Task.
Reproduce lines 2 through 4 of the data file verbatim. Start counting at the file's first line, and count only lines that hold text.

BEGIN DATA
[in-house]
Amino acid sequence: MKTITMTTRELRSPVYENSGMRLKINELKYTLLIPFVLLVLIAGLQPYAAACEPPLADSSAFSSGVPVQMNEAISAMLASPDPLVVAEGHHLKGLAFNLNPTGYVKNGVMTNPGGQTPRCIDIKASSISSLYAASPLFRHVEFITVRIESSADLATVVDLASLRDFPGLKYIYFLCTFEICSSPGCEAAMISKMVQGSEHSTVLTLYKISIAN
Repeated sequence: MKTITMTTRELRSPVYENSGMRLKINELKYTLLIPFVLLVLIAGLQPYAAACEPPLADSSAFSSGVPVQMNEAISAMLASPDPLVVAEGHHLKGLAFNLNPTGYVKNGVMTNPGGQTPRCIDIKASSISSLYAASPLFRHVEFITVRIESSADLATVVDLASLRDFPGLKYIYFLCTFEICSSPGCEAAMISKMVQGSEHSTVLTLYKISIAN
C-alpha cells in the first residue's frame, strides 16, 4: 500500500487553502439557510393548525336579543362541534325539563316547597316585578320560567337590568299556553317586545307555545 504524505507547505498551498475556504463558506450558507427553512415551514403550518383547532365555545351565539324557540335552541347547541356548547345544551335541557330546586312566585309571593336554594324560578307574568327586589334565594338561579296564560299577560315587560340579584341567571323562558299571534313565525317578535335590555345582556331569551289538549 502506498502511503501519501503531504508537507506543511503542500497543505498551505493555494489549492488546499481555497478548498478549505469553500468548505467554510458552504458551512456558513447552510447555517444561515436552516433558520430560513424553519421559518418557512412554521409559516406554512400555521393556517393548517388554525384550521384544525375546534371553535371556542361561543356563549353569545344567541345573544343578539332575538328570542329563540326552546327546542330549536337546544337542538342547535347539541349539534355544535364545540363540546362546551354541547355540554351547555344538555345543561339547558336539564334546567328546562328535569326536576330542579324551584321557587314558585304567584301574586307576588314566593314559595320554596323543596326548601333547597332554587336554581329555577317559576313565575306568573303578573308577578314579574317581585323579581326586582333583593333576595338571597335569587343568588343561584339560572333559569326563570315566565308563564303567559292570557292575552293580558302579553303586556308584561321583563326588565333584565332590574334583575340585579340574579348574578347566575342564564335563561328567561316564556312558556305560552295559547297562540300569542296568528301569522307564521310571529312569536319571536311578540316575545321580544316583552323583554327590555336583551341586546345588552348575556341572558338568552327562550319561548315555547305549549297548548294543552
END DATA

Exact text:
Amino acid sequence: MKTITMTTRELRSPVYENSGMRLKINELKYTLLIPFVLLVLIAGLQPYAAACEPPLADSSAFSSGVPVQMNEAISAMLASPDPLVVAEGHHLKGLAFNLNPTGYVKNGVMTNPGGQTPRCIDIKASSISSLYAASPLFRHVEFITVRIESSADLATVVDLASLRDFPGLKYIYFLCTFEICSSPGCEAAMISKMVQGSEHSTVLTLYKISIAN
Repeated sequence: MKTITMTTRELRSPVYENSGMRLKINELKYTLLIPFVLLVLIAGLQPYAAACEPPLADSSAFSSGVPVQMNEAISAMLASPDPLVVAEGHHLKGLAFNLNPTGYVKNGVMTNPGGQTPRCIDIKASSISSLYAASPLFRHVEFITVRIESSADLATVVDLASLRDFPGLKYIYFLCTFEICSSPGCEAAMISKMVQGSEHSTVLTLYKISIAN
C-alpha cells in the first residue's frame, strides 16, 4: 500500500487553502439557510393548525336579543362541534325539563316547597316585578320560567337590568299556553317586545307555545 504524505507547505498551498475556504463558506450558507427553512415551514403550518383547532365555545351565539324557540335552541347547541356548547345544551335541557330546586312566585309571593336554594324560578307574568327586589334565594338561579296564560299577560315587560340579584341567571323562558299571534313565525317578535335590555345582556331569551289538549 502506498502511503501519501503531504508537507506543511503542500497543505498551505493555494489549492488546499481555497478548498478549505469553500468548505467554510458552504458551512456558513447552510447555517444561515436552516433558520430560513424553519421559518418557512412554521409559516406554512400555521393556517393548517388554525384550521384544525375546534371553535371556542361561543356563549353569545344567541345573544343578539332575538328570542329563540326552546327546542330549536337546544337542538342547535347539541349539534355544535364545540363540546362546551354541547355540554351547555344538555345543561339547558336539564334546567328546562328535569326536576330542579324551584321557587314558585304567584301574586307576588314566593314559595320554596323543596326548601333547597332554587336554581329555577317559576313565575306568573303578573308577578314579574317581585323579581326586582333583593333576595338571597335569587343568588343561584339560572333559569326563570315566565308563564303567559292570557292575552293580558302579553303586556308584561321583563326588565333584565332590574334583575340585579340574579348574578347566575342564564335563561328567561316564556312558556305560552295559547297562540300569542296568528301569522307564521310571529312569536319571536311578540316575545321580544316583552323583554327590555336583551341586546345588552348575556341572558338568552327562550319561548315555547305549549297548548294543552